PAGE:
From the archives of avoidance

In a One Big Happy from 11/18, Ruthie and Joe pester their dad for using the word blackmail:

The kids understand the black of blackmail to be a reference to (in brief) Americans descended from enslaved people of sub-Saharan Africa, and they’ve been taught at school that the only proper, correct, etc. term for referring to such people is African American.

There was a time when the reclaimed slur black (or its orthographic variant Black) was advanced as the only proper, correct, etc. — and prideful — term, replacing Negro and colored, which were seen as demeaning terms, mere substitutes for the hateful slur nigger. In that context, many people objected to uses of black in expressions that were, or might be seen as, negative in tone — like blackmail (say extort or extortion instead) or blackball (say reject or expel instead).

These are two quite dfferent sorts of avoidance. In the second, black is elevated to a term with strong positive associations, and so is to be avoided in negative contexts. In the first, black is viewed as merely the latest substitute for nigger, is contaminated by this association, and so is to be avoided as a racial term.

Starting in the late 1980s, originally in academic circles, Afro-American, African-American, and African American were advanced as more accurate terms for Americans descended from enslaved people of sub-Saharan Africa (ADEPSAs), on rough analogy with Irish-American / Irish American, Italian-American / Italian American etc. (Here I have to note, once again, that Labels Are Not Definitions; no mere label can express the complexity of most of the categorizations we use in ordinary life.)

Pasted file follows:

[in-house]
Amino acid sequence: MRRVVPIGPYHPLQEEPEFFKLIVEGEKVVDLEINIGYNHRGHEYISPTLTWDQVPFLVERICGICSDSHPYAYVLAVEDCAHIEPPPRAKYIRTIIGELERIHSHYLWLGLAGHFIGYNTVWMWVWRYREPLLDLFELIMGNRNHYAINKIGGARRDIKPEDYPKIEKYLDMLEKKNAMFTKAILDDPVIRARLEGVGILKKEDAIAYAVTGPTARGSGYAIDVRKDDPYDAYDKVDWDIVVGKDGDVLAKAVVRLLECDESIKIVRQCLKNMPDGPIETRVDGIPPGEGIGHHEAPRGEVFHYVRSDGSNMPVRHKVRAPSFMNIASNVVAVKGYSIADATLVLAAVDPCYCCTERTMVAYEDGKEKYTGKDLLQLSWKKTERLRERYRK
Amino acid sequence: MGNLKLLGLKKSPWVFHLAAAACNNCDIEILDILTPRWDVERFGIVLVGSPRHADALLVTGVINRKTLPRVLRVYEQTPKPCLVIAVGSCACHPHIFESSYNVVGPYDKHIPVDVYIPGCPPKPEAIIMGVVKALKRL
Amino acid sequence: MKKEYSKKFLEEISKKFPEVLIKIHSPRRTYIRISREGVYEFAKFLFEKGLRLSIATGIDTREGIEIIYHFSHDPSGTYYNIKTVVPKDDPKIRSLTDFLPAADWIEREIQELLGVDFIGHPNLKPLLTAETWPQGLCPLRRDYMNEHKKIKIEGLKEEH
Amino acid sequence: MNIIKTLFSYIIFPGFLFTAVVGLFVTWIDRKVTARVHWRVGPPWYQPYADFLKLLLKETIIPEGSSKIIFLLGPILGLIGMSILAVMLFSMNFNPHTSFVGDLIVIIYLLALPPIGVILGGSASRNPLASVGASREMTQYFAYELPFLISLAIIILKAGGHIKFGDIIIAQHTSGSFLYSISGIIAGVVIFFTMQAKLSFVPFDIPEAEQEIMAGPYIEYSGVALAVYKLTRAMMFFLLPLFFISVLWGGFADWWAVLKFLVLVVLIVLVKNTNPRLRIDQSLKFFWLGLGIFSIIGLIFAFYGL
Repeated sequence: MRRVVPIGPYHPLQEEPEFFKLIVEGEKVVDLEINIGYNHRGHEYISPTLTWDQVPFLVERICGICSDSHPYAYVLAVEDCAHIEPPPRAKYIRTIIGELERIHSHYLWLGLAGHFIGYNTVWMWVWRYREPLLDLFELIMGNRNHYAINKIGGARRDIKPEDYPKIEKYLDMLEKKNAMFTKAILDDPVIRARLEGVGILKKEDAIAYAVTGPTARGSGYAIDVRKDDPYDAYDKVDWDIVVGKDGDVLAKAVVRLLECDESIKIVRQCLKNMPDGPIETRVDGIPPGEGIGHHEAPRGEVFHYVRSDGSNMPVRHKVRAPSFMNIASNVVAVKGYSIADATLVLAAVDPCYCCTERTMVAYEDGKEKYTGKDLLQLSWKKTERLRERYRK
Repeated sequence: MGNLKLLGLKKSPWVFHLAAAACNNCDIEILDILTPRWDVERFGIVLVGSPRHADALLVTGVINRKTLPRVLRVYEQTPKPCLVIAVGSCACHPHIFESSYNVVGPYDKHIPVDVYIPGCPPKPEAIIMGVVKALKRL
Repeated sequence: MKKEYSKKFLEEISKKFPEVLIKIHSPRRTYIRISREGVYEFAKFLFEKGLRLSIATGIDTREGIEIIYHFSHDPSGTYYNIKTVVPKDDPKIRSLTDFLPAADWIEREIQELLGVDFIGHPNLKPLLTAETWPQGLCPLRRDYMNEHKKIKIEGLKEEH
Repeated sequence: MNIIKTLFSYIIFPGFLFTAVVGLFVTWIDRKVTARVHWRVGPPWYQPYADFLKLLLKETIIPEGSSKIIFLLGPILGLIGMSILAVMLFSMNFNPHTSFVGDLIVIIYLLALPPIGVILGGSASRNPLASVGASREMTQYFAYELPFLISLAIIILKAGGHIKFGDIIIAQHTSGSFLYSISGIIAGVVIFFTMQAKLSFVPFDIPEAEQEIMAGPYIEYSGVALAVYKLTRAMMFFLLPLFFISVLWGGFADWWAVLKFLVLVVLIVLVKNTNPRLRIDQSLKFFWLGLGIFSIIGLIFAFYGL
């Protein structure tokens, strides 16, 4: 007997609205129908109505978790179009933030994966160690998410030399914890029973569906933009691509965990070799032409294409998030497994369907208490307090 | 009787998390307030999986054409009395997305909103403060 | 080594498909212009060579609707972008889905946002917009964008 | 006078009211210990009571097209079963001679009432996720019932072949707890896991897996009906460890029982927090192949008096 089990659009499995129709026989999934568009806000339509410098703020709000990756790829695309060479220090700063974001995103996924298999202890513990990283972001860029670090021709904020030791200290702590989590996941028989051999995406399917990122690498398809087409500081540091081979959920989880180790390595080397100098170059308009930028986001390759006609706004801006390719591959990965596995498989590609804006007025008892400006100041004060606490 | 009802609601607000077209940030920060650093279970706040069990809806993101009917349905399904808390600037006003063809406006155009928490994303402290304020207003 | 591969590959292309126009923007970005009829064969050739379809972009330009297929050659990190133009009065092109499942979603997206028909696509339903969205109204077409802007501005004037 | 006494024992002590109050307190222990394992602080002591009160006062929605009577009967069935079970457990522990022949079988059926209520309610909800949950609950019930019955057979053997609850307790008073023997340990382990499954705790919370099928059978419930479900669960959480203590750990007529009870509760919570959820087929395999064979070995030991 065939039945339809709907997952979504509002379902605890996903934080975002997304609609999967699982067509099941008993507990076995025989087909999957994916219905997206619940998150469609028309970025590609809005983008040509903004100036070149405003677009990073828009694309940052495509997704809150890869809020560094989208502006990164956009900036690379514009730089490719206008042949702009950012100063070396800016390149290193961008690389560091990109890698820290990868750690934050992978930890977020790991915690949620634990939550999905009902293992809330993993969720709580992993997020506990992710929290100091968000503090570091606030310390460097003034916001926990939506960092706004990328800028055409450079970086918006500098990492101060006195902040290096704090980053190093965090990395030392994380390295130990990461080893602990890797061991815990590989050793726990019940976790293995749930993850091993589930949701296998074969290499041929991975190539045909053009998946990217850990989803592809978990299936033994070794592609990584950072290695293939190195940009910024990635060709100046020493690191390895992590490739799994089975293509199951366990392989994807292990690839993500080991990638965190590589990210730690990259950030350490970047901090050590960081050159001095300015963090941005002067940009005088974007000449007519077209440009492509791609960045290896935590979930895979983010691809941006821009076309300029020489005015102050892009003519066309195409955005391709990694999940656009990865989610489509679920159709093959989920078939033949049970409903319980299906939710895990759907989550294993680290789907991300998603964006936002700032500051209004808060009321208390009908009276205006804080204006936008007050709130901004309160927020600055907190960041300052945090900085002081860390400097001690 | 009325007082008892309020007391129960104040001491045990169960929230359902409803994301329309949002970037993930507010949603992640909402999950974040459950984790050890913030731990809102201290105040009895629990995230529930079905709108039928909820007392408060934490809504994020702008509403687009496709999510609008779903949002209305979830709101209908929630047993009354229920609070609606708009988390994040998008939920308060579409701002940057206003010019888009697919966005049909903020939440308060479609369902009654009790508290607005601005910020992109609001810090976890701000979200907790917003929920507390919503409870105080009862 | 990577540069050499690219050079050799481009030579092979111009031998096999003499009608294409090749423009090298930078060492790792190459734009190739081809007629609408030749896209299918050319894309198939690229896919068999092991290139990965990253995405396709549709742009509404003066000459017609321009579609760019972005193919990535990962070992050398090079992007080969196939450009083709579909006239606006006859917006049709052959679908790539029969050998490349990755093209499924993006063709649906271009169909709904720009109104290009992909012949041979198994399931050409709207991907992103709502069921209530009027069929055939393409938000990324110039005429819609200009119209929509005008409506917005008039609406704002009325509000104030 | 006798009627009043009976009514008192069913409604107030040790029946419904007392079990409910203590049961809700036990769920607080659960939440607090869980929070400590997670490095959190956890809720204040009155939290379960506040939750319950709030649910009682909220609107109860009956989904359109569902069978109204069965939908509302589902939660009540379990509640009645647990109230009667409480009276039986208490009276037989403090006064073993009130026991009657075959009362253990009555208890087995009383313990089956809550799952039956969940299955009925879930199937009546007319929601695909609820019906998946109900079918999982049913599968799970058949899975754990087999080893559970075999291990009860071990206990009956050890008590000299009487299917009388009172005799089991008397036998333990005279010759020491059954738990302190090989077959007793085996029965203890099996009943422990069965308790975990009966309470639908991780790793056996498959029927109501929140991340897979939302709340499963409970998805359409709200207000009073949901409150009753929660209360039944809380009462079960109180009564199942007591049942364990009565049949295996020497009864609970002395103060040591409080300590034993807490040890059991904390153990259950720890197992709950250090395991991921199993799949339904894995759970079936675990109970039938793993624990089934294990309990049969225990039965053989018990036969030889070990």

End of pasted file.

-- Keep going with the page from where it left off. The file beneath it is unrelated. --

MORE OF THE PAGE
In any case, there are now people, including ADEPSAs, who object to black / Black and people who object to African American (on various grounds, starting with its ponderous length). And of course people who use both, according to context. (In talking about language varieties, especially in academic contexts, African American Vernacular English — AAVE, pronounced /æv/ — has considerable currency as an alternative to Black Street Speech or Ebonics or other alternatives.)

But recommending American American as a global replacement for black in all of its occurrences would just be silly (African American Friday, anyone?). As it is in the OBH cartoon.

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